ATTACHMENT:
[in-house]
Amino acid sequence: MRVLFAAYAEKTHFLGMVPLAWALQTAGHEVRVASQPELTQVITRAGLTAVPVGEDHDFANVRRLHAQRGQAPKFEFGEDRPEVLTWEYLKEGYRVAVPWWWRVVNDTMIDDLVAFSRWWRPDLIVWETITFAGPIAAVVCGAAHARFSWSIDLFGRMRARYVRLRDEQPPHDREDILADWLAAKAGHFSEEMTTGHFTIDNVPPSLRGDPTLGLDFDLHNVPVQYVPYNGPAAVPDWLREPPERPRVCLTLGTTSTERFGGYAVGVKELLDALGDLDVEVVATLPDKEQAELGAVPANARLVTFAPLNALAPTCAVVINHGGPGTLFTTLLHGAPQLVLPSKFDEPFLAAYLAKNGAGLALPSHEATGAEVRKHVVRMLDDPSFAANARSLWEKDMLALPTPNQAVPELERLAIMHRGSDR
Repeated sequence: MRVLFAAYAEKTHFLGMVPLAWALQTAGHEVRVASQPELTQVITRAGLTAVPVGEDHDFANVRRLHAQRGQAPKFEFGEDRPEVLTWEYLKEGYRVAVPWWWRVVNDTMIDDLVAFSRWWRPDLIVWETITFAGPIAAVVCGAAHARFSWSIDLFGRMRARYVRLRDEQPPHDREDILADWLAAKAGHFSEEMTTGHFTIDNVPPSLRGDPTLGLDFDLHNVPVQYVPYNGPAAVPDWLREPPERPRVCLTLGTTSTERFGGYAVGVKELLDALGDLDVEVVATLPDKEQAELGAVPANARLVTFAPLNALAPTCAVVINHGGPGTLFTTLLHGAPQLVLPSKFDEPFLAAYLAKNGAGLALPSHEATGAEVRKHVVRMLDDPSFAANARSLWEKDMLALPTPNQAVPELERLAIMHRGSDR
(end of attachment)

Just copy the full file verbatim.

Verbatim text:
[in-house]
Amino acid sequence: MRVLFAAYAEKTHFLGMVPLAWALQTAGHEVRVASQPELTQVITRAGLTAVPVGEDHDFANVRRLHAQRGQAPKFEFGEDRPEVLTWEYLKEGYRVAVPWWWRVVNDTMIDDLVAFSRWWRPDLIVWETITFAGPIAAVVCGAAHARFSWSIDLFGRMRARYVRLRDEQPPHDREDILADWLAAKAGHFSEEMTTGHFTIDNVPPSLRGDPTLGLDFDLHNVPVQYVPYNGPAAVPDWLREPPERPRVCLTLGTTSTERFGGYAVGVKELLDALGDLDVEVVATLPDKEQAELGAVPANARLVTFAPLNALAPTCAVVINHGGPGTLFTTLLHGAPQLVLPSKFDEPFLAAYLAKNGAGLALPSHEATGAEVRKHVVRMLDDPSFAANARSLWEKDMLALPTPNQAVPELERLAIMHRGSDR
Repeated sequence: MRVLFAAYAEKTHFLGMVPLAWALQTAGHEVRVASQPELTQVITRAGLTAVPVGEDHDFANVRRLHAQRGQAPKFEFGEDRPEVLTWEYLKEGYRVAVPWWWRVVNDTMIDDLVAFSRWWRPDLIVWETITFAGPIAAVVCGAAHARFSWSIDLFGRMRARYVRLRDEQPPHDREDILADWLAAKAGHFSEEMTTGHFTIDNVPPSLRGDPTLGLDFDLHNVPVQYVPYNGPAAVPDWLREPPERPRVCLTLGTTSTERFGGYAVGVKELLDALGDLDVEVVATLPDKEQAELGAVPANARLVTFAPLNALAPTCAVVINHGGPGTLFTTLLHGAPQLVLPSKFDEPFLAAYLAKNGAGLALPSHEATGAEVRKHVVRMLDDPSFAANARSLWEKDMLALPTPNQAVPELERLAIMHRGSDR